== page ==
‘Wish’ Had One Of Disney’s Worst Openings Ever For An Animated Movie—Here’s Why

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Topline

Disney’s “Wish” failed to take off at the box office last weekend, adding a dismal theatrical opening to the film’s already poor reviews, making it Disney’s latest in a series of financial disappointments as the company struggles to bring audiences back to theaters.

Key Facts

Disney’s “Wish” debuted in third place at the box office last weekend, falling well below projections to gross $19.5 million in its three-day domestic opening weekend and $31.7 million over the five-day Thanksgiving weekend.

Days before the film’s Nov. 22 opening, Deadline and Variety projected a five-day domestic opening of up to $50 million for the film, which cost $200 million to produce.

“Wish” fell behind the opening weekend gross of nearly every other film produced by Walt Disney Animation Studios, only surpassing the openings of a few flops like “Strange World” and “Raya and the Last Dragon,” and it failed to reach the highs of its seven films that opened with more than $45 million in the 2010s.

Though Disney’s animated films produced by Pixar tend to perform better at the box office, “Wish” did not surpass the opening weekend gross of any of them (not including the limited openings for “Toy Story 2” and “A Bug’s Life”), even those released in the 1990s without adjusting for inflation.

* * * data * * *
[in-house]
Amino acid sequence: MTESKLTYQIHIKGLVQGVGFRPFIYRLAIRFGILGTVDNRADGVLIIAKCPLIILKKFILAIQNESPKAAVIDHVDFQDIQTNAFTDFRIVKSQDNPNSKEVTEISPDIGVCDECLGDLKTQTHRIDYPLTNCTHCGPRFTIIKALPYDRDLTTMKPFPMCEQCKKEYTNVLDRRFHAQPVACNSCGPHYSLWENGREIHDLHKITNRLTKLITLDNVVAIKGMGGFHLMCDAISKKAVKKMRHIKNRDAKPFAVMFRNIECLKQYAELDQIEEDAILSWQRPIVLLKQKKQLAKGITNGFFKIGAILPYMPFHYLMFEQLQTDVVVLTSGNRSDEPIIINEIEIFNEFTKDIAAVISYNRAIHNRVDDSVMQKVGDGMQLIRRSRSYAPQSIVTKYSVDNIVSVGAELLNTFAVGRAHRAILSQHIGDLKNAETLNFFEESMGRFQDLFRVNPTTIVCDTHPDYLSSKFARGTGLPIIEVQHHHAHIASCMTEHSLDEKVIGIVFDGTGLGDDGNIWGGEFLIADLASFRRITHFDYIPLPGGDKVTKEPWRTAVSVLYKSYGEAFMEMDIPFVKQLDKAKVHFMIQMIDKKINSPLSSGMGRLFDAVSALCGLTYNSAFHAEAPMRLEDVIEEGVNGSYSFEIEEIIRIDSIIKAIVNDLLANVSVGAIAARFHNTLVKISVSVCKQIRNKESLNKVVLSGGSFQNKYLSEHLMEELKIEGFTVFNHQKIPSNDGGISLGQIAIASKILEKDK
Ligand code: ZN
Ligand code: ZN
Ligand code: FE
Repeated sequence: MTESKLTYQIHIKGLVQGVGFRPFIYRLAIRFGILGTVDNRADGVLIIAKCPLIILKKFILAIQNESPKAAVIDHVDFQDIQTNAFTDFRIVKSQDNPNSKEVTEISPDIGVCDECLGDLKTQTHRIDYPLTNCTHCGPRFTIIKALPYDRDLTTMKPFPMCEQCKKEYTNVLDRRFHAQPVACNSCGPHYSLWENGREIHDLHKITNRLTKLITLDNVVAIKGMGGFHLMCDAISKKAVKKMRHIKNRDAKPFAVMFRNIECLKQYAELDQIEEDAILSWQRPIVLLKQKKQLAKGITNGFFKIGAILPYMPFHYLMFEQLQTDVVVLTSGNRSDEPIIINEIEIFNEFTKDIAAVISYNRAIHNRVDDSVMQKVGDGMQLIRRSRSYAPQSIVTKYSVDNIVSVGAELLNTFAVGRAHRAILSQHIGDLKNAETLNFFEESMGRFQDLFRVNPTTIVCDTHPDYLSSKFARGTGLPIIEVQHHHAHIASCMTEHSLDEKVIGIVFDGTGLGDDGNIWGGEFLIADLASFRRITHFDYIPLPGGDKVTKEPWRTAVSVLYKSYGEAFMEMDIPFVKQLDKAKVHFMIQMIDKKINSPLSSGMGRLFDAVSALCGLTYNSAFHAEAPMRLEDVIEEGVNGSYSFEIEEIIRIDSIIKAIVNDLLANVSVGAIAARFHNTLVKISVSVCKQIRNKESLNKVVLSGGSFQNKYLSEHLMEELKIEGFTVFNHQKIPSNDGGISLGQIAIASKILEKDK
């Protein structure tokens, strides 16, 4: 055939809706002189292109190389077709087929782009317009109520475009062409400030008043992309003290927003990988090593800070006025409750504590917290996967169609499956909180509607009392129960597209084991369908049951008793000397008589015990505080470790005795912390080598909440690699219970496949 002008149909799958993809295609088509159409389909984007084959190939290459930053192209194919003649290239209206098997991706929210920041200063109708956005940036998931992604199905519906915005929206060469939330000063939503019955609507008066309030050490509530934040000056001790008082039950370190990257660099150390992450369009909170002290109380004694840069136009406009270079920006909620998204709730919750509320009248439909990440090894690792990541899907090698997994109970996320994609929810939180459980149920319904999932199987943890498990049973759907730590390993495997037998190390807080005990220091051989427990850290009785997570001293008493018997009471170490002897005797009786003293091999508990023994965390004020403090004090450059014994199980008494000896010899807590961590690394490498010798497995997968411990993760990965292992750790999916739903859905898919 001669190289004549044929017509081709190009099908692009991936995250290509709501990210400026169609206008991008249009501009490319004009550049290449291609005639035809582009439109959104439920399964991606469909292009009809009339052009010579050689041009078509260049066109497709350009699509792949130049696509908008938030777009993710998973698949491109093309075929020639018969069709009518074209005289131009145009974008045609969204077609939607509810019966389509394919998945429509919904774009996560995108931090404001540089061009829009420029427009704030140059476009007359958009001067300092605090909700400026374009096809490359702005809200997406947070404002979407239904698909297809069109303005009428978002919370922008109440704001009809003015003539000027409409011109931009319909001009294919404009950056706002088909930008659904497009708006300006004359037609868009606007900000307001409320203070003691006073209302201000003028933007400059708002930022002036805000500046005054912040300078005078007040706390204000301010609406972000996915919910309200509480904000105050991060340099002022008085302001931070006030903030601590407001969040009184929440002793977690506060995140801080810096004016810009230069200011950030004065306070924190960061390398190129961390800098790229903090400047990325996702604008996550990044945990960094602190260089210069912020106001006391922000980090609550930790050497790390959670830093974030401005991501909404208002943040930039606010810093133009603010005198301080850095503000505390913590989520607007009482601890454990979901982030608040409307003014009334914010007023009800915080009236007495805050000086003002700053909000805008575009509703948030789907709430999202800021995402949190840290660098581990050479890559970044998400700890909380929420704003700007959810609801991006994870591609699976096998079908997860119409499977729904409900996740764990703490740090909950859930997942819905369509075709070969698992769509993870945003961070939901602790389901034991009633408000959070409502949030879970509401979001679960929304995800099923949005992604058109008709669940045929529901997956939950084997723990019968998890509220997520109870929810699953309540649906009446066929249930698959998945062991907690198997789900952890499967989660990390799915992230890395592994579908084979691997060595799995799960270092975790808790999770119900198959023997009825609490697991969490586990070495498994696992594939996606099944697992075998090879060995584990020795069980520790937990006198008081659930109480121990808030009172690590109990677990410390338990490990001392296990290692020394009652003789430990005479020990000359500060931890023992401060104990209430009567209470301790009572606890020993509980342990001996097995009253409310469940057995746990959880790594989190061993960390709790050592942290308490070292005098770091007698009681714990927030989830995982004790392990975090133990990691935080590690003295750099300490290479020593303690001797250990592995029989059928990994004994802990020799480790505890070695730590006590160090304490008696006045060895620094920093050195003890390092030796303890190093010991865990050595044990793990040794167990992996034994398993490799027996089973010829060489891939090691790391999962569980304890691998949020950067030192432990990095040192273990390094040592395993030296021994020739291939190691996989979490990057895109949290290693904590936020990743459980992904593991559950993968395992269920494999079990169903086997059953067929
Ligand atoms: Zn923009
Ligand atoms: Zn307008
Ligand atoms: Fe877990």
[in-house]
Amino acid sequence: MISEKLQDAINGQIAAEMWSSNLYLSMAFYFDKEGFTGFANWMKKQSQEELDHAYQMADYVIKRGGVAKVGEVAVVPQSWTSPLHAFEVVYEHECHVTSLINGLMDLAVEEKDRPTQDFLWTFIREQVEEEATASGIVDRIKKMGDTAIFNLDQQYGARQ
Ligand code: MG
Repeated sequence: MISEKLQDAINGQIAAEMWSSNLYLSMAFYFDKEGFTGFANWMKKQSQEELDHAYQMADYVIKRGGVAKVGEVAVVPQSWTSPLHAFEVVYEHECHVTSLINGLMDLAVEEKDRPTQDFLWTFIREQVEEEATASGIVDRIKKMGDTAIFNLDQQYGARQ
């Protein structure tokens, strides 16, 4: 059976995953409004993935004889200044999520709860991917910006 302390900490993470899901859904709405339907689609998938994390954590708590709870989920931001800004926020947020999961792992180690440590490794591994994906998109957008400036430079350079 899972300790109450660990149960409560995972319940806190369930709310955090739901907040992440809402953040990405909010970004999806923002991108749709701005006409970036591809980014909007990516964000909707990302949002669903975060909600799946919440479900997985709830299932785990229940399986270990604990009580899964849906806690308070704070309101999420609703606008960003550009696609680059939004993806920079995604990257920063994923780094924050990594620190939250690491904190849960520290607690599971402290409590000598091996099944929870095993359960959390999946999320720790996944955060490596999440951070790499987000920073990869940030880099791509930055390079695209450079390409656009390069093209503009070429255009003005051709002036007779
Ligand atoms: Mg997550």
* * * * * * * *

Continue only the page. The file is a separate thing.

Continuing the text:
Deadline attributed the film’s underperformance to its trailer, which it stated does not make the plot of the film clear, and its premise, which it considered a “plug-and-play princess movie” with the “silly sidekicks (a talking goat and puffy star)” that is derivative of other Disney animated films.

Some critics noted the film, which was intended to celebrate the Walt Disney Company’s 100th anniversary, appeared to be more of a “corporate product than a magical event” and a “forced attempt to recapture some sliver of movie magic.”

An anonymous feature distribution analyst told Deadline audiences are likely waiting to watch “Wish” at home once it streams on Disney+, stating the studio failed to create an urgency for audiences to head to the theaters and criticizing the film as being “more about a celebration of the company’s birthday than a compelling piece of content.”

Disney CEO Bob Iger acknowledged the studio’s box office struggles in an earnings call earlier this month, stating the company “lost some focus” by prioritizing quantity instead of quality and would shift toward emphasizing quality output.